What are Nick's outstanding qualities?
Nick says that his "cardinal" or chief virtue is honesty, but it is not. Just prior to making that statement, he mentions that he has not been entirely honest with his girlfriend back home in Chicago, writing her letters when he has no longer has feelings for her. However, if he doesn't see himself entirely clearly (and few of us do), Nick nevertheless has many redeeming qualities.
First, he is a good listener—the kind of person, as he notes, to whom people reveal themselves. Second, he has the sensitivity to appreciate Gatsby. Rather than simply dismissing him as a lower-class grifter and criminal, he can see beneath the surface to the yearnings inside Gatsby's heart that drive him to try to start over again and make things right with Daisy. Nick appreciates and admires Gatsby for daring to have such audacious dreams. He also fully feels the pathos when Gatsby's dream fails.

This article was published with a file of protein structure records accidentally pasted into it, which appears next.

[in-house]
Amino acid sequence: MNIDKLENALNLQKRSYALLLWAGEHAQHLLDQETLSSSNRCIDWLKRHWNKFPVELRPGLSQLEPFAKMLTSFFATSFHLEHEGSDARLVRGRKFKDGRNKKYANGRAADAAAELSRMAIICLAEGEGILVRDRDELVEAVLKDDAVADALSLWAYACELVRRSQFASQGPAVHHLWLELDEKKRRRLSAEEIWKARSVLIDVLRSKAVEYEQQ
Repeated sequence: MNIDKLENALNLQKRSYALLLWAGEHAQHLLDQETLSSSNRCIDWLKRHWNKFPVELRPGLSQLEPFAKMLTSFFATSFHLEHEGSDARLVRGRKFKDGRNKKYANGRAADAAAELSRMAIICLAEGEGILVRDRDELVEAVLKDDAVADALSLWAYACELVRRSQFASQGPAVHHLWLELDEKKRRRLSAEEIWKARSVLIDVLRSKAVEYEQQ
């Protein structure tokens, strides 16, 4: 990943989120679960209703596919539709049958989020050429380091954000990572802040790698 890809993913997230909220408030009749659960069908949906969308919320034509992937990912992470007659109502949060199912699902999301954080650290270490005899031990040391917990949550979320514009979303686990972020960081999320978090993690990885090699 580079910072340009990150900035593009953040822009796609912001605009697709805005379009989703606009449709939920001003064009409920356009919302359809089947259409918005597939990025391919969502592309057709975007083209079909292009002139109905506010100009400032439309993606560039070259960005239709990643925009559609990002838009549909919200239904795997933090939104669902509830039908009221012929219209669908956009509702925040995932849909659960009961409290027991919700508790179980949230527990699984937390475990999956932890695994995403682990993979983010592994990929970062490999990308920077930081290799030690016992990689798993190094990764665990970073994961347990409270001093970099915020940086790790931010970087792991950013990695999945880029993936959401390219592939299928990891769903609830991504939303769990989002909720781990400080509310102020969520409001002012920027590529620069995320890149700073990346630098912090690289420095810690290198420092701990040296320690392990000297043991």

Nick is commendable, too, for having a moral center. He is genuinely distressed at the unfeeling behavior of Tom and Daisy, people he refers to as "foul dust," and he believes he has to return to the purity of a snow-covered midwest to regain his equilibrium after his brushes with their corruption. Along with his sensitivity and his lyrical way with words, his moral indignation at what he has witnessed makes him a good narrator of Gatsby's story.
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